A History Of Violence started as a graphic novel by John Wagner before the David Cronenberg movie, and here are the differences between the two.
How does the original A History Of Violence comic compare to David Cronenberg’s movie adaptation? While David Cronenberg might be mostly associated with horror thanks to classics like The Fly, for the last two decades he’s largely steered away from the genre in favor of psychological thrillers or dramas such as Eastern Promises.
The latter movie starred Viggo Mortensen, who has become a regular collaborator with the filmmaker. Their first project was crime thriller A History Of Violence (2005), where the actor plays Tom Stall, a relatively normal diner owner living in Indiana. One night, two criminals enter his diner and Tom is forced to fight back and ends up killing them. He’s labeled a hero in the press even though he’s shaken by the event, but soon a scarred gangster named Fogarty (Ed Harris) enters the diner, claiming Tom is really a professional killer from his past.
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Co-starring William Hurt and Mario Bello A History Of Violence is a dark, complex thriller grounded by taut direction and great performances. A History Of Violence received two Academy Award nominations also, for Best Adapted Screenplay and Best Supporting Actor for Hurt. When Cronenberg first signed on he wasn’t aware of the History Of Violence graphic novel, which was penned by Judge Dredd creator John Wagner. While the film is broadly faithful to the events of the comic, there are also a lot of differences between them.
The first half of the History Of Violence comic has a similiar setup, with the diner scene and Tom’s discomfort with the press attention being nearly identical. One thing the movie does is play up is the mystery aspect while probing the effects of violence on Tom, his family and how the community and press respond to it. Tom is shown to be uneasy about killing two men even if they “deserved” it, and doesn’t like being praised for it. Nonetheless, he’s shown to be very capable of violence too, and his bullied son later viciously beats up a tormentor at school.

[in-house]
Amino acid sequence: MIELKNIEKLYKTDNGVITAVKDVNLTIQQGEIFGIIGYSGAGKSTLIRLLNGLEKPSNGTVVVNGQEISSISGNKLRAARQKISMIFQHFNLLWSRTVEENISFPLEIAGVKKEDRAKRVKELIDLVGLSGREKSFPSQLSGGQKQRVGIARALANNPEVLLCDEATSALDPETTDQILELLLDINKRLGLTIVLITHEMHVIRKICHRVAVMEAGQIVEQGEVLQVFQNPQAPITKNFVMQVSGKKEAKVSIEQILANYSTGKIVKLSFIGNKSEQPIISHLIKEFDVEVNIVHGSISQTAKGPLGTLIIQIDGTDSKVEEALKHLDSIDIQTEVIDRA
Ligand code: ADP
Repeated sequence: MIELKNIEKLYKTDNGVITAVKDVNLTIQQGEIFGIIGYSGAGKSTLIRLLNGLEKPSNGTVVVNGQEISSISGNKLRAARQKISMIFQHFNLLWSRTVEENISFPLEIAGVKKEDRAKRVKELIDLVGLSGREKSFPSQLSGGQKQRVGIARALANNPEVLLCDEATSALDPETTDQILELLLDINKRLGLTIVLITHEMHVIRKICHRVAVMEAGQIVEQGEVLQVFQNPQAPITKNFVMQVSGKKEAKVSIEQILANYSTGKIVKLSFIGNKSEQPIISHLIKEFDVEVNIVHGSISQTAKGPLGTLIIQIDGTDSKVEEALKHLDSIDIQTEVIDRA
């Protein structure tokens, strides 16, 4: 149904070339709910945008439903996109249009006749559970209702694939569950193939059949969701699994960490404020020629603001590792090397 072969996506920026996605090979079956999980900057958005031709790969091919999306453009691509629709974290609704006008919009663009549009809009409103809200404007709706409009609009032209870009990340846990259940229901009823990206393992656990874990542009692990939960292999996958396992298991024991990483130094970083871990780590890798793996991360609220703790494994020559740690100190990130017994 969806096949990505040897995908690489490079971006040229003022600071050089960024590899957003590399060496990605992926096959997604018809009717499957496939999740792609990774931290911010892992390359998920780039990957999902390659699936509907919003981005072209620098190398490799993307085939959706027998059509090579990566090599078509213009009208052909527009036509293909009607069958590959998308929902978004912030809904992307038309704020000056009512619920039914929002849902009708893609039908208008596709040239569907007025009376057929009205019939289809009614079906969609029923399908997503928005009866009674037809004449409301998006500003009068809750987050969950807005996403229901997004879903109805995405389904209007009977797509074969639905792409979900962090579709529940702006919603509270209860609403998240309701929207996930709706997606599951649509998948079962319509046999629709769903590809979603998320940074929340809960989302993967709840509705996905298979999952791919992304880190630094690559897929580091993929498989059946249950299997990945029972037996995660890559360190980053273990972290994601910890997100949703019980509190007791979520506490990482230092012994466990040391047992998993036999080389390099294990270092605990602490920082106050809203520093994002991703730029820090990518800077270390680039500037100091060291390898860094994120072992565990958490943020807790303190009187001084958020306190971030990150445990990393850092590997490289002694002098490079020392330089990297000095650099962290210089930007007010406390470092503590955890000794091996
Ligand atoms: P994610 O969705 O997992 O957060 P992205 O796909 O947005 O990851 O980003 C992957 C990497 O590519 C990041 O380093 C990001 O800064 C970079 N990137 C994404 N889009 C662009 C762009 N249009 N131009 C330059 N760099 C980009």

A History Of Violence’s halfway turn is about the same when the gangsters threaten his family and Tom is revealed to be the man they’re looking for. Tom dispatches the goons in both takes while Fogarty is killed by Tom’s son in the movie, but shot by his wife in the graphic novel. The History Of Violence movie also adds two sex scenes between Tom and his wife and does a much better job fleshing out their relationship. The question of if his son has the same violence lurking within is another theme the film adds.
The second half of A History Of Violence really highlights the differences between the two texts. A comic flashback shows Tom – whose real name is Joey – perform a heist on the mob with his friend Richie that went bad. Richie was captured while Tom fled and went into hiding. After confessing to the authorities in hopes of receiving protection – and learning they don’t care unless he can help them score convictions – Tom is forced to confront the sadistic son of a mobster he killed. In the showdown, he also learns Richie was kept alive and hideously tortured for two decades. It ends with Tom killing the remaining gangsters, mercy killing Richie and being taken to hospital, promising his wife his past is dealt with.
David Cronenberg’s History Of Violence movie is less dramatic, exploring the breakdown of Tom’s invented persona and how his family responds to the truth. Richie (William Hurt) in this version is Tom’s brother and a mobster himself, who forces Tom to return to Philidelphia. After attempting to make peace, Richie tries to kill him to settle old scores for the people Tom crossed in the past; Tom turns the tables and kills Richie and his men. Tom then returns home and A History Of Violence ends with a quiet dinner scene between Tom and his family, with the implication that – with time – there could be a reconciliation.
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